Intermittent fasting for weight loss: What the science says
Here's what evidence says about the efficacy – and safety – of different styles of intermittent fasting for weight loss
Intermittent fasting for weight loss can be an effective way to lose unwanted fat, particularly in those with obesity and metabolic syndrome. Multiple studies have found that the metabolic impact of intermittent fasting, coupled with the calorie deficit that it tends to generate, can help to create a downward trend on the scales.
There are different styles of intermittent fasting, so if you're looking to embark on this approach it's important find the right eating pattern for you. Whether it’s a more extreme form like the 5:2 diet, or a gentler approach such as 16: 8 intermittent fasting, intermittent fasting should be sustainable and fit with your lifestyle.
In this article, we'll break down the science behind intermittent fasting for weight loss, and which approaches are most effective. Plus, we've spoken to experts in cardiometabolic health and oncology about the best ways to lose weight sustainably and safely through intermittent fasting. Remember, it's best to consult a qualified medical professional or registered dietitian if you are considering making significant changes to your diet.
How can intermittent fasting help with weight loss?
Intermittent fasting can be effective in reducing body weight in people of every size, according to a report in Nutrition Reviews. Most studies focused on alternate day fasting or whole-day fasting trials, but there is also evidence to support the success of time-restricted eating. As well as weight loss, intermittent fasting can have cardiometabolic benefits for those with obesity, as found in another review in the 2021 Annual Review of Nutrition.
Similar to the way the keto diet helps with weight loss, intermittent fasting can put you into a state called ketosis where you are using ketones as fuel. A study in the journal of Cell Metabolism indicates that in the state of ketosis, the body metabolizes fat and produces ketones, which the body can use as an alternative energy source.
- Related: Is breakfast important?
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“After a meal, you pass through four different metabolic states as your body digests the food,” explains Dr Deborah Lee, MD, from Dr Fox Online Pharmacy. “These are: the fed state, the post-absorptive state/early fasting state, the late fasting state, and starvation.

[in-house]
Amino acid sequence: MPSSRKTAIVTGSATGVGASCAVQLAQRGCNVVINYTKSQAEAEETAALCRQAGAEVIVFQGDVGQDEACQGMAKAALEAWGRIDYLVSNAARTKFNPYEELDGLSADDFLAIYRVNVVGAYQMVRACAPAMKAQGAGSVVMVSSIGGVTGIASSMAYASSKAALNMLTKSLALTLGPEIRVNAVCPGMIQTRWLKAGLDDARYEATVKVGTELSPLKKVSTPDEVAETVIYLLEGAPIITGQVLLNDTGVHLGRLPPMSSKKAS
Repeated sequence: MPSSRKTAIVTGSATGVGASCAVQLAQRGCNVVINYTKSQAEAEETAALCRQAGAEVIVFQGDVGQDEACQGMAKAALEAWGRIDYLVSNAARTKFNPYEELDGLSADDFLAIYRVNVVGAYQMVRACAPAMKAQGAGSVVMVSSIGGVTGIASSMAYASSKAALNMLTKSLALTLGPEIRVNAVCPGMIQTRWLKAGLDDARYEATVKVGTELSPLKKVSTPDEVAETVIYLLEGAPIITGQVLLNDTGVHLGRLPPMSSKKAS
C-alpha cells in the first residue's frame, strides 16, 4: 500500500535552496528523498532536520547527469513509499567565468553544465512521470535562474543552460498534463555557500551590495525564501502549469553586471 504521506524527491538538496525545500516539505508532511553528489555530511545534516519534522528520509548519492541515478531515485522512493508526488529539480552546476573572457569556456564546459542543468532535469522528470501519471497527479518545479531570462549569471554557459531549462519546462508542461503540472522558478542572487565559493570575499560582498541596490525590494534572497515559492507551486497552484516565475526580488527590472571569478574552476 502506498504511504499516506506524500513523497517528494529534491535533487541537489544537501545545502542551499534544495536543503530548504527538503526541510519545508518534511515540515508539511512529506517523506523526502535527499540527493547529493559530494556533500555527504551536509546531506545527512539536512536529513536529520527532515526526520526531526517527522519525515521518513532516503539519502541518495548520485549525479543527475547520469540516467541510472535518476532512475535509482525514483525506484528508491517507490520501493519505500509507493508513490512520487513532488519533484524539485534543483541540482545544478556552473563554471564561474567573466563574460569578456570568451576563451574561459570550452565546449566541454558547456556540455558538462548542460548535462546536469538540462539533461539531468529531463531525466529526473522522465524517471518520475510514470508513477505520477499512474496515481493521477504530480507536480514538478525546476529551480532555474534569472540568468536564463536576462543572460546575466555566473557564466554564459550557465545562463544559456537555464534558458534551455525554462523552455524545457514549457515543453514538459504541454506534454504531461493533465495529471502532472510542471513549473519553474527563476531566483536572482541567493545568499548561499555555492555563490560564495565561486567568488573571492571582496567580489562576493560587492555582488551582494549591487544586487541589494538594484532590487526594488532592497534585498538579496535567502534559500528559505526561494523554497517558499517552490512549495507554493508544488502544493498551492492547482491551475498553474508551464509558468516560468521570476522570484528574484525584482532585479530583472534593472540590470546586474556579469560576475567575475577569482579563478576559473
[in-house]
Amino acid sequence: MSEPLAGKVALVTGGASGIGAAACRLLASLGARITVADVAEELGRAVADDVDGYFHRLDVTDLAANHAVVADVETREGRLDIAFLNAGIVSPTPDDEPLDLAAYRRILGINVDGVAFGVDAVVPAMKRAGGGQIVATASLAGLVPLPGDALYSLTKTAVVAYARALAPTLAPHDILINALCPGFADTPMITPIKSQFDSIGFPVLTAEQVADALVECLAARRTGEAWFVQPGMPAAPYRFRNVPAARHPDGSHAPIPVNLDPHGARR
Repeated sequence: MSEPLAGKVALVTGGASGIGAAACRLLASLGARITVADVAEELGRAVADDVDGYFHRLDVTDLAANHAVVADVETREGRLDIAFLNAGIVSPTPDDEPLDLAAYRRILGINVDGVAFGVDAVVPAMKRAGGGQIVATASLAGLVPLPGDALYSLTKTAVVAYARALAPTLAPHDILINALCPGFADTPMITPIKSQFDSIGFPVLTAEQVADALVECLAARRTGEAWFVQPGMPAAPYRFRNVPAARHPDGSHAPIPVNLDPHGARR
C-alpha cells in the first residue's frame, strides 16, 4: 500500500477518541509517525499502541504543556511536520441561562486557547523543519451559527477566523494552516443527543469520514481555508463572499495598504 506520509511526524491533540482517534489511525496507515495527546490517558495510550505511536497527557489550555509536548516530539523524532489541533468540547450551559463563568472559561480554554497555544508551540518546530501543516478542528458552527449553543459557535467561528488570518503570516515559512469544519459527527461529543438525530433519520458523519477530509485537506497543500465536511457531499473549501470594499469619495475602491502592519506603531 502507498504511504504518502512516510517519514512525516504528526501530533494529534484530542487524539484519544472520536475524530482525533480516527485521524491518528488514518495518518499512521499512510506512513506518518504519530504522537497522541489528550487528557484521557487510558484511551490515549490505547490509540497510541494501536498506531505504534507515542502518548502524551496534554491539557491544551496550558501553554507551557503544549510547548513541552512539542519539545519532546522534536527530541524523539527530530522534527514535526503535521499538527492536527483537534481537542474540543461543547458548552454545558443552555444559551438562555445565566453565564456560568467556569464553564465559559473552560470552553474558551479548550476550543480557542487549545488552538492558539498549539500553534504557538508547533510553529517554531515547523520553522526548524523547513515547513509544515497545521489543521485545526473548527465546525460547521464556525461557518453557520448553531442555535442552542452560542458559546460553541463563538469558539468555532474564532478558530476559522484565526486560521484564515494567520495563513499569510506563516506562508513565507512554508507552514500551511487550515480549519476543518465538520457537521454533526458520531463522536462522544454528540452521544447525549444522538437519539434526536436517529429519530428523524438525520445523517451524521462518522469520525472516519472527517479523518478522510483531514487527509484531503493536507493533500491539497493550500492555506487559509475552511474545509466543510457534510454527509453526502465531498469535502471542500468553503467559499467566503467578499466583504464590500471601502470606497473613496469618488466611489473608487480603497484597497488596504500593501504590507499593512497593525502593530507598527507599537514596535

Having worked for many years in the U.K's National Health Service, initially as a GP, and then as Lead Clinician for an integrated Community Sexual Health Service, Dr Deborah Lee now works as a health and medical writer, with an emphasis on women’s health. She is a menopause specialist.
“Most of the time your body uses glucose for energy. After a meal, glucose levels rise, and fat is stored as triglycerides in adipose tissue. In the normal situation, the body uses glycogen stored in the liver for energy. However, after 12 hours of fasting, all the liver glycogen has been used up. The body is now forced to take triglycerides from adipose tissue and break these down into fatty acids and glycerol. Fatty acids are converted into ketone bodies, which are then used for fuel, as an alternative to glucose.”
She adds that when the body passes from the post-absorptive to the fasting state, this is referred to as ‘the metabolic switch.’
“It is at this point, when the switch is turned on, that the body starts to use ketones for energy,” she says. “In the fed and post-absorptive state, the primary hormone is insulin, whereas in the fasting state, the primary hormone is now glucagon.”